nant protein in knee joints, 5 days after electroporation.
Severity of collagen-induced arthritis was attenuated in
treated mice, as well as disease severity, synovitis, and
cartilage erosion. Electroporation also led to reduced IL-
12 and IL-1h protein levels in diseased ankle joints.
With respect to this latter finding, studies have shown
that site-specific injection of genes and subsequent
electroporation may prove useful in diseases such as
rheumatoid arthritis. To illustrate this point, a reporter
gene was injected into rat joints by intra-articular
injection [40]. Up to 40% of cells remained transfected
at 2 months following treatment. Not only joints can be
used as targets for electrogene therapy, but also liver and
skin,althoughtodatemuscletissueisstillmost
frequently targeted for this type of treatment [40–42].
Currently, studies are being performed to increase
further the efficacy of DNA vaccination by electro-
poration [43–46].
ELECTROPORATION OF GENES ENCODING
SPECIFIC ANTIBODIES
Experiments in which cells are transfected with immu-
noglobulin genes in vitro have been performed for over
20 years [47,48], but in two recent studies, plasmid DNA
was used to transfect muscle cells with immunoglobulin
genes in vivo. In one study, the authors made use of two
expression vectors for Ig H-chain genes (pLNOH2) and
L-chain genes (pLNOn), encoding murine MHC class II
antibodies [49]. After a single injection of naked plasmid
DNA into C57/BL6 mice, electroporation was applied to
the muscle. Antibodies of correct specificity were
detected in the serum. The immune-competent mice
developed antibody responses against xenogeneic
(human) parts of the antibodies, which markedly
reduced the persistence in plasma. However, when the
authors used plasmids coding for a fully murine anti-IgD
antibody, plasma concentrations were observed to build
up to 800 ng/ml in the course of 3 weeks, to decline
gradually thereafter over a 3-month period to 400 ng/ml
and to persist at that level for more than 7 months. Also
sheep were found to produce antibodies after electro-
poration, indicating that production can also be
achieved in larger animals. Importantly, in sheep (30
kg) relatively low amounts of DNA were required to
obtain significant monoclonal antibody production, and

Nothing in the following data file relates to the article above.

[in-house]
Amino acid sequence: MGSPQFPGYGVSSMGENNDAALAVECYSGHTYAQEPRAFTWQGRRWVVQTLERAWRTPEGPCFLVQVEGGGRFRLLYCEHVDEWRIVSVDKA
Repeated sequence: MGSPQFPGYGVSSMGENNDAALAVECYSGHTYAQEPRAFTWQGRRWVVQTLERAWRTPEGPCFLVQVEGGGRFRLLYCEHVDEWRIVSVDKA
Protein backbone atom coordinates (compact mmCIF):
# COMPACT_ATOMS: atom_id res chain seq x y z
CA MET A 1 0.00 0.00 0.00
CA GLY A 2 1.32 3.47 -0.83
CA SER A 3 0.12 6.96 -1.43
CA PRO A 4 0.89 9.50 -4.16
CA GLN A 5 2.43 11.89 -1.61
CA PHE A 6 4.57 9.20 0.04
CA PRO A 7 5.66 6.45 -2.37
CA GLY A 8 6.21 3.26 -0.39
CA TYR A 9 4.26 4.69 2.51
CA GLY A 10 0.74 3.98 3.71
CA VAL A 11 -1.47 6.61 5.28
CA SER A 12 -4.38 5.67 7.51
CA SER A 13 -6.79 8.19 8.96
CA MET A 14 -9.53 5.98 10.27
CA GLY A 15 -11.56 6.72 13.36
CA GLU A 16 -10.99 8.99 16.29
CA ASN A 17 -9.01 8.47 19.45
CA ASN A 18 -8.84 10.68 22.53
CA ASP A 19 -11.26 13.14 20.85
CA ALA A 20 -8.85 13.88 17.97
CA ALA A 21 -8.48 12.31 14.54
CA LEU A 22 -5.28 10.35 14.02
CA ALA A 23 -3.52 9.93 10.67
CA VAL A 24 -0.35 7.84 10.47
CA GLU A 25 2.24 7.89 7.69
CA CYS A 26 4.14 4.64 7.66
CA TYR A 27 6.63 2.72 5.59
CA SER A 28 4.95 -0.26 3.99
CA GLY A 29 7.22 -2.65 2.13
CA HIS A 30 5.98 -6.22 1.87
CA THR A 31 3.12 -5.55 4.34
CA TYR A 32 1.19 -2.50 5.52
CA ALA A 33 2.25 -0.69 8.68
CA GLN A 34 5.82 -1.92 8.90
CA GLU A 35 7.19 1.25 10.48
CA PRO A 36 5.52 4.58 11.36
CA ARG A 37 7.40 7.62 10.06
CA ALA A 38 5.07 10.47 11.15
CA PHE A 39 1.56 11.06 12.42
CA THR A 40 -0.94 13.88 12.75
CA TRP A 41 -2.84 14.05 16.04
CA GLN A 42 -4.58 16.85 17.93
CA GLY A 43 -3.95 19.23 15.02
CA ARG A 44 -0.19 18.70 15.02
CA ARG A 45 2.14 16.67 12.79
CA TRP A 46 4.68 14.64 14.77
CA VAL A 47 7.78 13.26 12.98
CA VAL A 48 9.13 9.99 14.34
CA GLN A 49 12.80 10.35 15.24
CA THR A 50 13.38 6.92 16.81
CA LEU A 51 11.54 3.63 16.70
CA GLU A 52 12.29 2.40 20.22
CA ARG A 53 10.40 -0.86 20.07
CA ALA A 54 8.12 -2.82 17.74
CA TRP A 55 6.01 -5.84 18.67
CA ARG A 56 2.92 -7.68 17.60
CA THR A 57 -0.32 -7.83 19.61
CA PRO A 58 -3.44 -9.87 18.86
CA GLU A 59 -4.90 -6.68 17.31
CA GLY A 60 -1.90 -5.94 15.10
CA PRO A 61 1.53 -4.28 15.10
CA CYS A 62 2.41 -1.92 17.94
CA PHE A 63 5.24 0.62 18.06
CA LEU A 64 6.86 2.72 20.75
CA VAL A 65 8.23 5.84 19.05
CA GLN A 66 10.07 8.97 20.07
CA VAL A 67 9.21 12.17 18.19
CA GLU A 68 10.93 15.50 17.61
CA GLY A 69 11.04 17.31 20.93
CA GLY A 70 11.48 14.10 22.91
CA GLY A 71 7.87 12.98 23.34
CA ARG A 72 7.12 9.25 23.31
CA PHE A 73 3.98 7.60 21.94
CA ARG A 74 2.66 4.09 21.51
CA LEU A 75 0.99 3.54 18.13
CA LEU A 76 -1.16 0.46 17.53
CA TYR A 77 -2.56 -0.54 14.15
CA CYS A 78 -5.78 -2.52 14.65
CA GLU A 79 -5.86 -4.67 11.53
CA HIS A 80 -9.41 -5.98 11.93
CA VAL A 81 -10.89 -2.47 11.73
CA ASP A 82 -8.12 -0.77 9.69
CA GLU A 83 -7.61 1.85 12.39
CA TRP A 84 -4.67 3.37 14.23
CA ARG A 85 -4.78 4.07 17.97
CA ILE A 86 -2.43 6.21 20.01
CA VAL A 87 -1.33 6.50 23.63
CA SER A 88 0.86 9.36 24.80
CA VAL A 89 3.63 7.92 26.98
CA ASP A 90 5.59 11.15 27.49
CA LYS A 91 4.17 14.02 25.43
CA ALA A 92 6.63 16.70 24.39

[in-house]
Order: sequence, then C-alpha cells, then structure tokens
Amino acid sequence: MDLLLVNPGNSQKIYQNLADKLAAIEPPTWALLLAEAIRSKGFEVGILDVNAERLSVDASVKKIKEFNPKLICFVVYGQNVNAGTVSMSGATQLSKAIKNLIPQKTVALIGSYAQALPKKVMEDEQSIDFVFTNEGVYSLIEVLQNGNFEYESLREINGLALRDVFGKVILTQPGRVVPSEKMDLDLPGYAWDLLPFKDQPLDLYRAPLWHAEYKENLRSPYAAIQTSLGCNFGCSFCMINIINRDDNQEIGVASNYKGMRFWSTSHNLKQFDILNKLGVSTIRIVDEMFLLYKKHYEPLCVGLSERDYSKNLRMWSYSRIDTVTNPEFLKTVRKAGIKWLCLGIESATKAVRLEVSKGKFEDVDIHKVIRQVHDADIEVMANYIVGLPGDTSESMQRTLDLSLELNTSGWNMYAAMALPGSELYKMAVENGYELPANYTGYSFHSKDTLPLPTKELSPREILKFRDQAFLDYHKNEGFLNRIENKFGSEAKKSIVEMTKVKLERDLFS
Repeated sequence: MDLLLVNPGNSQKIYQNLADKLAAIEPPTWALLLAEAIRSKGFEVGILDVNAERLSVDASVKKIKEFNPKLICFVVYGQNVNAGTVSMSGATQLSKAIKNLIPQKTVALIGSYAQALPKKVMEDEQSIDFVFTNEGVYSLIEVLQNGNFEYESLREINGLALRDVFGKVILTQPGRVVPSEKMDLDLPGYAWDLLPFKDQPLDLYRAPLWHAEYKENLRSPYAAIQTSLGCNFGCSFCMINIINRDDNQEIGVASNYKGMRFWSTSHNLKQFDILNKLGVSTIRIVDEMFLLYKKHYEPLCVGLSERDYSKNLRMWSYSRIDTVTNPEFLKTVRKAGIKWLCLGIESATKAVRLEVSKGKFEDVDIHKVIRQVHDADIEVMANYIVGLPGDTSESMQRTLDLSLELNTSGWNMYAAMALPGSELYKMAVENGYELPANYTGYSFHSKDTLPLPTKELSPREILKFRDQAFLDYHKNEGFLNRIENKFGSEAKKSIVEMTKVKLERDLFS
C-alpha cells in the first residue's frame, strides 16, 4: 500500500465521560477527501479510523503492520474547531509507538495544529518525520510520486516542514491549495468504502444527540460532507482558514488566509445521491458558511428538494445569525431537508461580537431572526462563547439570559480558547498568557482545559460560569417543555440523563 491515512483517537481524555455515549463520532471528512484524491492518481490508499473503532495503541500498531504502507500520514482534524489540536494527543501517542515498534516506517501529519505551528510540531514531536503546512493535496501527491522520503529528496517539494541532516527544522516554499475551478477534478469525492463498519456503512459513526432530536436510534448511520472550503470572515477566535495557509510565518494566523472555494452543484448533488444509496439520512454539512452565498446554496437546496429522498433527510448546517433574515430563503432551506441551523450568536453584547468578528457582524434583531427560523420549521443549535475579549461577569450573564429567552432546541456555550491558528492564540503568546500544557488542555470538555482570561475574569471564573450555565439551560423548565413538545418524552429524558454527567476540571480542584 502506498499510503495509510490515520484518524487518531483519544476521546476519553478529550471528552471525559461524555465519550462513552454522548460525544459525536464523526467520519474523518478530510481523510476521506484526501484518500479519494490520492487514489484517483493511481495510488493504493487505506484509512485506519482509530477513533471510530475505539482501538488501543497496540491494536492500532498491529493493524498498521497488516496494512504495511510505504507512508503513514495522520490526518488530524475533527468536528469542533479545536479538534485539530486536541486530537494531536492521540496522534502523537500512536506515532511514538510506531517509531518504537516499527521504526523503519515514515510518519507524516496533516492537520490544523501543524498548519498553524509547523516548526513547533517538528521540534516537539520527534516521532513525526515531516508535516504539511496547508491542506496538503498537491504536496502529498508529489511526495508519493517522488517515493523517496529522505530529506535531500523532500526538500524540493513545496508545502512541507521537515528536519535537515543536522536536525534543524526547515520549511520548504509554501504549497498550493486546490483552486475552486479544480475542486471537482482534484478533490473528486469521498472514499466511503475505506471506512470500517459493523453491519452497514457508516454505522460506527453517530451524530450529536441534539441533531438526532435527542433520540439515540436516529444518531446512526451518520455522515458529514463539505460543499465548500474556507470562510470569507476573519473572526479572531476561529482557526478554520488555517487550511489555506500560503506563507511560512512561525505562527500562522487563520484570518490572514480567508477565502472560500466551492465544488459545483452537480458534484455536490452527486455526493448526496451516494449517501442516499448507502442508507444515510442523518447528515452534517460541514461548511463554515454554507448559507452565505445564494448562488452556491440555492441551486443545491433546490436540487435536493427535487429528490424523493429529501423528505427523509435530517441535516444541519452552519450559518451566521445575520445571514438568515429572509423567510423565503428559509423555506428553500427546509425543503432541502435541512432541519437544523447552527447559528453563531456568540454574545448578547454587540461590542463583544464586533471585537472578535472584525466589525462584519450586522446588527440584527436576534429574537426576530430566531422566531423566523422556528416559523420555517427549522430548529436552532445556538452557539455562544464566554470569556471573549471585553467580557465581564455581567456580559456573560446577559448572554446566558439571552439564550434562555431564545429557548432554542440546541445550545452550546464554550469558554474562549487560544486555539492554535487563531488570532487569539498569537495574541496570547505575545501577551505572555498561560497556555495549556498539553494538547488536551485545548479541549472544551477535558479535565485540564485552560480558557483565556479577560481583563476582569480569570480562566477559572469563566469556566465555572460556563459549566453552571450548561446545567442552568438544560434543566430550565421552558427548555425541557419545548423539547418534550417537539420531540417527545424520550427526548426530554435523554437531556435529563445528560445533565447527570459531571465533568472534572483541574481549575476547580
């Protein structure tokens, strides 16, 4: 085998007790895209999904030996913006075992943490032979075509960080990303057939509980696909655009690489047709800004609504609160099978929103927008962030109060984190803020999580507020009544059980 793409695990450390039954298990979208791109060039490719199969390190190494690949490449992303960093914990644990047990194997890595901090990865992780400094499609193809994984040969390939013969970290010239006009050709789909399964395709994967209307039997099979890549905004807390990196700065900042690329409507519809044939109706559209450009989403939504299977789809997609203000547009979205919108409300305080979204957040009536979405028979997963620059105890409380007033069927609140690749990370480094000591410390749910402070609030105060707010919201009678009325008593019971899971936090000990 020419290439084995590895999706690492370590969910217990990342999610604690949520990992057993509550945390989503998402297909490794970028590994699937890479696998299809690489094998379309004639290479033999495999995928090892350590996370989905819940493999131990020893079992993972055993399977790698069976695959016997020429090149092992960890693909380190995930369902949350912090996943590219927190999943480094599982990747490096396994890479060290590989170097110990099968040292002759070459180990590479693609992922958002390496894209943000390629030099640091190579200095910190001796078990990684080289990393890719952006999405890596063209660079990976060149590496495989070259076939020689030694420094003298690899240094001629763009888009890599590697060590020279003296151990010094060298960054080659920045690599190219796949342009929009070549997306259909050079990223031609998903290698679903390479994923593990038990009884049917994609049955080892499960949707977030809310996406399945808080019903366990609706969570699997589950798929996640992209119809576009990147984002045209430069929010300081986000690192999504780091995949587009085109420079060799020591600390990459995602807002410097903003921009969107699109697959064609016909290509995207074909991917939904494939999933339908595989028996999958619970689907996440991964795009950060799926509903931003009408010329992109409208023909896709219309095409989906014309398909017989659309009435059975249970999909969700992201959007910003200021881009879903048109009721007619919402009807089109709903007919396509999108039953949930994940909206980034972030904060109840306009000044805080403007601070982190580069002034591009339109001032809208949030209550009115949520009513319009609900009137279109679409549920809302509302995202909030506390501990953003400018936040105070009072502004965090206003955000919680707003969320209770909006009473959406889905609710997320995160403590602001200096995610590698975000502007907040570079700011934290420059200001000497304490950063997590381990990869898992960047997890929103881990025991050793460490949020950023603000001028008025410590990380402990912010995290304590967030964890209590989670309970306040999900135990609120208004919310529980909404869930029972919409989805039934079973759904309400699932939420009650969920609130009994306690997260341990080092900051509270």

electroporation with 100 or 200 Ag of DNA yielded
about the same antibody plasma levels as observed in
mice using the same amount of DNA (I. Mathiesen,
personal communication).
In another approach, antibody expression was con-
trolled by an inducible promoter (under the control of
the bacterial tetracycline operator) [34,50]. In this way,
antibody production was negatively regulated by addi-
tion of doxycycline. Indeed, adding doxycycline to the
drinking water on day 42 after electroporation led to
diminished antibody production. Removing doxycycline
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from the water again increased antibody production [50].
Maximum plasma mouse IgG2a/n anti-human thyroglo-
bulin concentrations between 800 and 1500 ng/ml were
reached after about 3 weeks. Although also in this study
expression was observed for more than 6 months, plasma
levels were low compared to a study in which a
recombinant adeno-associated vector was used for anti-
body gene transfer in immune-deficient mice [10]. In the
latter study the plasma concentrations of an HIV-neu-
tralizing human IgG1 monoclonal antibody continued to
rise in the course of 3 months up to 4 to 6 Ag/ml. This
suggests that by use of electroporation repeated admin-
istrations will be required to obtain prolonged therapeu-
tic antibody levels.
In summary, long-term antibody production can be
achieved by combining DNA immunization and electro-
poration. It is evident, however, that it is essential to
express a syngeneic antibody, as immune responses
against heterologous parts develop quickly, thus limiting
the buildup of antibody serum levels.
EFFECTIVE THERAPEUTIC ANTIBODY LEVELS
Before discussing whether plasma antibody levels